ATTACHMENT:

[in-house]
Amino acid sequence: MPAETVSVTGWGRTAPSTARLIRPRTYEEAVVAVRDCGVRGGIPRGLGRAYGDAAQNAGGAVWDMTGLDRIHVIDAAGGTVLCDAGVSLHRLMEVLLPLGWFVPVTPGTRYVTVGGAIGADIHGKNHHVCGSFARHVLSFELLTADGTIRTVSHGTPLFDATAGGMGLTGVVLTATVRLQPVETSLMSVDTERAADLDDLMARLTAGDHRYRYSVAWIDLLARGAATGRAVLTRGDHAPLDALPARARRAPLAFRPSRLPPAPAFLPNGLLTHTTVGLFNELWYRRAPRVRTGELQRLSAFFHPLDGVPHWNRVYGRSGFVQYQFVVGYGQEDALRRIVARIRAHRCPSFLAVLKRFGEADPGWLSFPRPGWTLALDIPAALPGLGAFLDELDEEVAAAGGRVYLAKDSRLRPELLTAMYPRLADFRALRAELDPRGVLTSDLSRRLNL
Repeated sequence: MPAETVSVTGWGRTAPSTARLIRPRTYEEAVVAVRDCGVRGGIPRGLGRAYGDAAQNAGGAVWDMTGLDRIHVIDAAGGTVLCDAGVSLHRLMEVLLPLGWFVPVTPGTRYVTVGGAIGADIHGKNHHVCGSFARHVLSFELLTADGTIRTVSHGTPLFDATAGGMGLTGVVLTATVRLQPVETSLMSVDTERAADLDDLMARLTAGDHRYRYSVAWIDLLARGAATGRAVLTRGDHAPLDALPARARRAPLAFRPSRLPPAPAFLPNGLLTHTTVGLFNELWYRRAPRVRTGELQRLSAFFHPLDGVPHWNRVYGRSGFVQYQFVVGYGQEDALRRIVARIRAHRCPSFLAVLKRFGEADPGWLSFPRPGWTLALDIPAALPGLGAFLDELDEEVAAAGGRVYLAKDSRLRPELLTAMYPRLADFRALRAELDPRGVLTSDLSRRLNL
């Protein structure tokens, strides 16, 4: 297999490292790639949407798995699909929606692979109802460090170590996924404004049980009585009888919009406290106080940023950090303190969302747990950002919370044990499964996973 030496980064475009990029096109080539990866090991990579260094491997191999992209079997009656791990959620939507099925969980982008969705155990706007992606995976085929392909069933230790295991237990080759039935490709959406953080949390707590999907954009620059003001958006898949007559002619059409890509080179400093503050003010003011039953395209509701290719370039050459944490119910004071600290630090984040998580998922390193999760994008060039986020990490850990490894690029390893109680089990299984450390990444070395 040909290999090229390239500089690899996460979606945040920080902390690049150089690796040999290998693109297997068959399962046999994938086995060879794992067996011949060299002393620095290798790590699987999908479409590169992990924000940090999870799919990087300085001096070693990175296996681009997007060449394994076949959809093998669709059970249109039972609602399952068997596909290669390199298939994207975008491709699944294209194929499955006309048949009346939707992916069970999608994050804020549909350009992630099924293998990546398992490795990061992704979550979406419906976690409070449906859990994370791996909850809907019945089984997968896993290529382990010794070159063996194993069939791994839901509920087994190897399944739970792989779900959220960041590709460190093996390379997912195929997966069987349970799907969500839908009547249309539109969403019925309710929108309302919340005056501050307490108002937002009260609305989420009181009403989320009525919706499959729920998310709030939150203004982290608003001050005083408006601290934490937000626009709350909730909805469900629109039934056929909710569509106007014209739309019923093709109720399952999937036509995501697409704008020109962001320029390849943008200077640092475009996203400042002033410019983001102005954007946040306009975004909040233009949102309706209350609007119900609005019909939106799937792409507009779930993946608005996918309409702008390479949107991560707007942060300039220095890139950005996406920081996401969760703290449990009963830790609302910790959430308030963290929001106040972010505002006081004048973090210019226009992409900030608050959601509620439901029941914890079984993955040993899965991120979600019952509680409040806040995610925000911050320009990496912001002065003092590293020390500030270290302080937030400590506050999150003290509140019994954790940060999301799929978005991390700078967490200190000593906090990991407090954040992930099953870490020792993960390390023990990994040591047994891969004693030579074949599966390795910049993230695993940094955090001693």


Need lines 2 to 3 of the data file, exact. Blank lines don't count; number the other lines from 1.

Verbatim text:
Amino acid sequence: MPAETVSVTGWGRTAPSTARLIRPRTYEEAVVAVRDCGVRGGIPRGLGRAYGDAAQNAGGAVWDMTGLDRIHVIDAAGGTVLCDAGVSLHRLMEVLLPLGWFVPVTPGTRYVTVGGAIGADIHGKNHHVCGSFARHVLSFELLTADGTIRTVSHGTPLFDATAGGMGLTGVVLTATVRLQPVETSLMSVDTERAADLDDLMARLTAGDHRYRYSVAWIDLLARGAATGRAVLTRGDHAPLDALPARARRAPLAFRPSRLPPAPAFLPNGLLTHTTVGLFNELWYRRAPRVRTGELQRLSAFFHPLDGVPHWNRVYGRSGFVQYQFVVGYGQEDALRRIVARIRAHRCPSFLAVLKRFGEADPGWLSFPRPGWTLALDIPAALPGLGAFLDELDEEVAAAGGRVYLAKDSRLRPELLTAMYPRLADFRALRAELDPRGVLTSDLSRRLNL
Repeated sequence: MPAETVSVTGWGRTAPSTARLIRPRTYEEAVVAVRDCGVRGGIPRGLGRAYGDAAQNAGGAVWDMTGLDRIHVIDAAGGTVLCDAGVSLHRLMEVLLPLGWFVPVTPGTRYVTVGGAIGADIHGKNHHVCGSFARHVLSFELLTADGTIRTVSHGTPLFDATAGGMGLTGVVLTATVRLQPVETSLMSVDTERAADLDDLMARLTAGDHRYRYSVAWIDLLARGAATGRAVLTRGDHAPLDALPARARRAPLAFRPSRLPPAPAFLPNGLLTHTTVGLFNELWYRRAPRVRTGELQRLSAFFHPLDGVPHWNRVYGRSGFVQYQFVVGYGQEDALRRIVARIRAHRCPSFLAVLKRFGEADPGWLSFPRPGWTLALDIPAALPGLGAFLDELDEEVAAAGGRVYLAKDSRLRPELLTAMYPRLADFRALRAELDPRGVLTSDLSRRLNL